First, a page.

The next 30-45 minutes was a roller coaster of emotions. I wanted to cry as I watched students sitting around, talking to each other, their eyes focused on the gates. Watching, waiting, hoping. Whenever a matatu (taxi van) would arrive, you could see the students sitting up straight, wondering if it held the people they most loved in this world. Their backs slouched when they saw it was for someone else.

But when it was for them…

When it was for them, I wanted to cry again – this time for joy. I saw students run to their families. I saw smiles that could put out the sun. One of the most beautiful sights in this world is a family reunited.

As I was reflecting on the emotions of the day, I realized (yet again) how much I have to learn from these students. Their posture is one we should all imitate as we wait for our Lord to return. We should be waiting eagerly and expectantly, excited to see Him face-to-face. We should be keeping a watch, never knowing but always hoping for His arrival. On the blessed day of His return, I hope that I will run into His arms with an energy that will never fade. Lord, help me to be more like these precious children!

For those wondering, the sun came out and so did the families of many of our students! Visitation day was a huge success thanks to the grace of God and the efforts of our hard-working staff members.

Be blessed,

Uganda Worship Him

“But you are a chosen race, a royal priesthood, a holy nation, a people for his own possession, that you may proclaim the excellencies of him who called you out of darkness into his marvelous light.” 1 Peter 2:9 (ESV)

72. 72 voices lifted up in praise and worship. 72 students learning about the Gospel. 72 students going forth and living out the truth they have learned.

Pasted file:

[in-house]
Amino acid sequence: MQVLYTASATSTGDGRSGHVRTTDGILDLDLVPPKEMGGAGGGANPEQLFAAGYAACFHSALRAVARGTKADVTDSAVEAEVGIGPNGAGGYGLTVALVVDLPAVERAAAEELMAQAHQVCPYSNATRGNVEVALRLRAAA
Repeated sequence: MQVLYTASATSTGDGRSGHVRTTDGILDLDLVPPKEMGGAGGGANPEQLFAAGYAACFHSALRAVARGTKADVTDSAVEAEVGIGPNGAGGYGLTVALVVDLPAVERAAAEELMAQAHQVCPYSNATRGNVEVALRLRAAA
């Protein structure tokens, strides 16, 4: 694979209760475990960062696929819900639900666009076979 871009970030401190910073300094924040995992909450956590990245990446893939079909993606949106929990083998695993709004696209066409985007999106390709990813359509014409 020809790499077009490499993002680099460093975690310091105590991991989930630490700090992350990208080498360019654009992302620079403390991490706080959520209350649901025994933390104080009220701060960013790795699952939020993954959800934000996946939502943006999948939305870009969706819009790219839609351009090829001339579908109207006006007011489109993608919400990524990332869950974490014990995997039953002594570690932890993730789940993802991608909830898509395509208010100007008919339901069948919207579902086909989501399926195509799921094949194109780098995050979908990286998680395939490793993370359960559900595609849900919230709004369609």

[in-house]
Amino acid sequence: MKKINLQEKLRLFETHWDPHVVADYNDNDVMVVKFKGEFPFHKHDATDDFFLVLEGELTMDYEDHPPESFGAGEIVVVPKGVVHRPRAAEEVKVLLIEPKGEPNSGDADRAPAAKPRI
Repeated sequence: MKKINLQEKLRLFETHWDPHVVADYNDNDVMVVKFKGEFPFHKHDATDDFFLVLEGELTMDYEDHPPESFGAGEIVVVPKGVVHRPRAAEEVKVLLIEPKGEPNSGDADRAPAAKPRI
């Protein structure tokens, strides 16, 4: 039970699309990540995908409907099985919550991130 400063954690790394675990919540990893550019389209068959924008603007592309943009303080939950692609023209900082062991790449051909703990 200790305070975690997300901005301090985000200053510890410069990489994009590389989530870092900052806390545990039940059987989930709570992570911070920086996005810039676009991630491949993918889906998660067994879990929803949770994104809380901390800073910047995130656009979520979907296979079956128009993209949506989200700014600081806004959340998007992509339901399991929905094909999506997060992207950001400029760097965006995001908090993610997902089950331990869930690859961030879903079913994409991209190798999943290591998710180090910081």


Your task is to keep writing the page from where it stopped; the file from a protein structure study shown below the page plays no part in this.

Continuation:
As I listened to the students leading worship on Thursday night, I stood in awe. I soaked in every moment that I could, as these beautiful souls sang at the tops of their lungs to their Creator. I closed my eyes and allowed myself to be immersed as the 72 Ugandan students at The Amazima School worshiped our Lord in a language I have yet to learn. As I did so, all I could think was, “This. This is what Heaven will be like.” Only times, like, a million.

As I get to know these students, I am blown away by how much they have learned and understand about the Gospel in the 8 months that they have been attending The Amazima School. I was floored by some of the deep responses the girls were giving to the questions we were asking in the small group I help lead. They are comprehending beyond just a surface-level understanding of the Good News.

Please pray with me that these students would continue to grow in their knowledge of and love for the Lord and that they would go forth and proclaim the Gospel!

In Love,

Props to my roommate, Kirstin, for getting this second video!

Falling into Place

“The heavens declare the glory of God, and the sky above proclaims His handiwork.” Psalm 19:1 (ESV)

As I write this, I have completed day 2 of teaching after a three week break. Having jumped right into teaching not long after getting off the plane, it was wonderful having a few weeks to settle into Jinja, explore some areas around Uganda, learn about other ministries in the area, fellowship, and rest.

During the second week of break, I went on a mini-vacation to Sipi Falls with a group of Amazima staff members. Sipi Falls is about a four hour drive from Jinja, and is unbelievably beautiful. We went on several hikes, enjoyed the view from the lodge whilst sipping African tea, held a chameleon, went on a coffee tour that took us through the entire coffee-making process (including drinking the best coffee I have ever tasted), watched the most beautiful sunset I have ever seen, and played tons of board/card games. It was such an incredible time of rest and relaxation and allowed me to get to know some of my Amazima family a little bit better. I spent most of each day marveling at God’s creation. It still blows my mind that there are so many people who wake up to these views everyday and know no different. How amazing is it that God gave us the ability to appreciate the beauty of His creation? I have literally hundreds of pictures from the trip, so it was hard for me to choose just a few to share, but here they are: